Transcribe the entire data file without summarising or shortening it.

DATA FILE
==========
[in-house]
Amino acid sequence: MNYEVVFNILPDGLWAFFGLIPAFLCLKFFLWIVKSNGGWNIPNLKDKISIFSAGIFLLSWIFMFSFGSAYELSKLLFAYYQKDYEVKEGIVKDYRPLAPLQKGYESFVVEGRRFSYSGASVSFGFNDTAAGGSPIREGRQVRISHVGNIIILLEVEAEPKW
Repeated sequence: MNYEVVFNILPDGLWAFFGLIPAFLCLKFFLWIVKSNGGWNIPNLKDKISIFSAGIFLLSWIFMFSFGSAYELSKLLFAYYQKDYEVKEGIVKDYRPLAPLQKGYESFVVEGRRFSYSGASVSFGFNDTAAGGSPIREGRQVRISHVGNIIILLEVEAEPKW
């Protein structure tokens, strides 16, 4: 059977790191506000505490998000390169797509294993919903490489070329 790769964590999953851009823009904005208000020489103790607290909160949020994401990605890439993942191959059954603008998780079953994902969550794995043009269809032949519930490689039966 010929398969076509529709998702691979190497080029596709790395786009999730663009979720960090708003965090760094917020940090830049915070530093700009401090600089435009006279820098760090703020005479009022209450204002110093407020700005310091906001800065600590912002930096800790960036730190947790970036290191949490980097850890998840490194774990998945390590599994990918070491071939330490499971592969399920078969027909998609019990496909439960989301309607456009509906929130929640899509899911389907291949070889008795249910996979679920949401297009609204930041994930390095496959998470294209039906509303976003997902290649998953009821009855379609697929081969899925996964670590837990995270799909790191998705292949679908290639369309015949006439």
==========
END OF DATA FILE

[in-house]
Amino acid sequence: MNYEVVFNILPDGLWAFFGLIPAFLCLKFFLWIVKSNGGWNIPNLKDKISIFSAGIFLLSWIFMFSFGSAYELSKLLFAYYQKDYEVKEGIVKDYRPLAPLQKGYESFVVEGRRFSYSGASVSFGFNDTAAGGSPIREGRQVRISHVGNIIILLEVEAEPKW
Repeated sequence: MNYEVVFNILPDGLWAFFGLIPAFLCLKFFLWIVKSNGGWNIPNLKDKISIFSAGIFLLSWIFMFSFGSAYELSKLLFAYYQKDYEVKEGIVKDYRPLAPLQKGYESFVVEGRRFSYSGASVSFGFNDTAAGGSPIREGRQVRISHVGNIIILLEVEAEPKW
């Protein structure tokens, strides 16, 4: 059977790191506000505490998000390169797509294993919903490489070329 790769964590999953851009823009904005208000020489103790607290909160949020994401990605890439993942191959059954603008998780079953994902969550794995043009269809032949519930490689039966 010929398969076509529709998702691979190497080029596709790395786009999730663009979720960090708003965090760094917020940090830049915070530093700009401090600089435009006279820098760090703020005479009022209450204002110093407020700005310091906001800065600590912002930096800790960036730190947790970036290191949490980097850890998840490194774990998945390590599994990918070491071939330490499971592969399920078969027909998609019990496909439960989301309607456009509906929130929640899509899911389907291949070889008795249910996979679920949401297009609204930041994930390095496959998470294209039906509303976003997902290649998953009821009855379609697929081969899925996964670590837990995270799909790191998705292949679908290639369309015949006439």